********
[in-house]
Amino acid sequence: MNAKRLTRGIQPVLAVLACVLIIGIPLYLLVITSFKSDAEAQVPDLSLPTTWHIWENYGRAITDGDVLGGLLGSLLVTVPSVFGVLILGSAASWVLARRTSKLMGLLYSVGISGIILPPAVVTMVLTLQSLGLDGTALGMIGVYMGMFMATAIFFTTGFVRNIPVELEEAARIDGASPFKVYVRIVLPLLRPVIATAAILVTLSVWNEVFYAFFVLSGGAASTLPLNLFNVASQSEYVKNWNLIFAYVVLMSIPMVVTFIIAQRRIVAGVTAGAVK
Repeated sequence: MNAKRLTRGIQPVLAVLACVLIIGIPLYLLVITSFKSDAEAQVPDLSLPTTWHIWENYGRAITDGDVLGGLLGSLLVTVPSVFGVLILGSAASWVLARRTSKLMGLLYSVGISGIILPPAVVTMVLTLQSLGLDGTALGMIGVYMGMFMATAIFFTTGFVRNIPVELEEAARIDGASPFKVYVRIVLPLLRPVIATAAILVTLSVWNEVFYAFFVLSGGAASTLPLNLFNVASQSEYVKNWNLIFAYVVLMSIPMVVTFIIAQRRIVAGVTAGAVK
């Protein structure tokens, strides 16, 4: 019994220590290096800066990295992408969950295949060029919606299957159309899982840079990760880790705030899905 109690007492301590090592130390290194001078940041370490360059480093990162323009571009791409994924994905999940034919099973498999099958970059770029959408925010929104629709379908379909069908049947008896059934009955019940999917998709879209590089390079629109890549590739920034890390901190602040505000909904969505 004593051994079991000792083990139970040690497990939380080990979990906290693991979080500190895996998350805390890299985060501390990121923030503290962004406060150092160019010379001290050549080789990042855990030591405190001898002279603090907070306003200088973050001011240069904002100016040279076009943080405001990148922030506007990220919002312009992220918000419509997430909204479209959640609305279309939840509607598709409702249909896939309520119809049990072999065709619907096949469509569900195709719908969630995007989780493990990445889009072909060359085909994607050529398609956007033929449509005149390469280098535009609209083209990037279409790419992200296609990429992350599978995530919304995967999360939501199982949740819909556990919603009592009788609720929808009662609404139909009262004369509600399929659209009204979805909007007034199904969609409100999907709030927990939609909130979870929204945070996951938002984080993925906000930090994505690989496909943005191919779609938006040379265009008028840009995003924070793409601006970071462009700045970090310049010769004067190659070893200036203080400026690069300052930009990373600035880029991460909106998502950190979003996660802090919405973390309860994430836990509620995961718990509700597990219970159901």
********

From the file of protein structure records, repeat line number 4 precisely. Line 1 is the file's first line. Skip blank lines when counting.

């Protein structure tokens, strides 16, 4: 019994220590290096800066990295992408969950295949060029919606299957159309899982840079990760880790705030899905 109690007492301590090592130390290194001078940041370490360059480093990162323009571009791409994924994905999940034919099973498999099958970059770029959408925010929104629709379908379909069908049947008896059934009955019940999917998709879209590089390079629109890549590739920034890390901190602040505000909904969505 004593051994079991000792083990139970040690497990939380080990979990906290693991979080500190895996998350805390890299985060501390990121923030503290962004406060150092160019010379001290050549080789990042855990030591405190001898002279603090907070306003200088973050001011240069904002100016040279076009943080405001990148922030506007990220919002312009992220918000419509997430909204479209959640609305279309939840509607598709409702249909896939309520119809049990072999065709619907096949469509569900195709719908969630995007989780493990990445889009072909060359085909994607050529398609956007033929449509005149390469280098535009609209083209990037279409790419992200296609990429992350599978995530919304995967999360939501199982949740819909556990919603009592009788609720929808009662609404139909009262004369509600399929659209009204979805909007007034199904969609409100999907709030927990939609909130979870929204945070996951938002984080993925906000930090994505690989496909943005191919779609938006040379265009008028840009995003924070793409601006970071462009700045970090310049010769004067190659070893200036203080400026690069300052930009990373600035880029991460909106998502950190979003996660802090919405973390309860994430836990509620995961718990509700597990219970159901």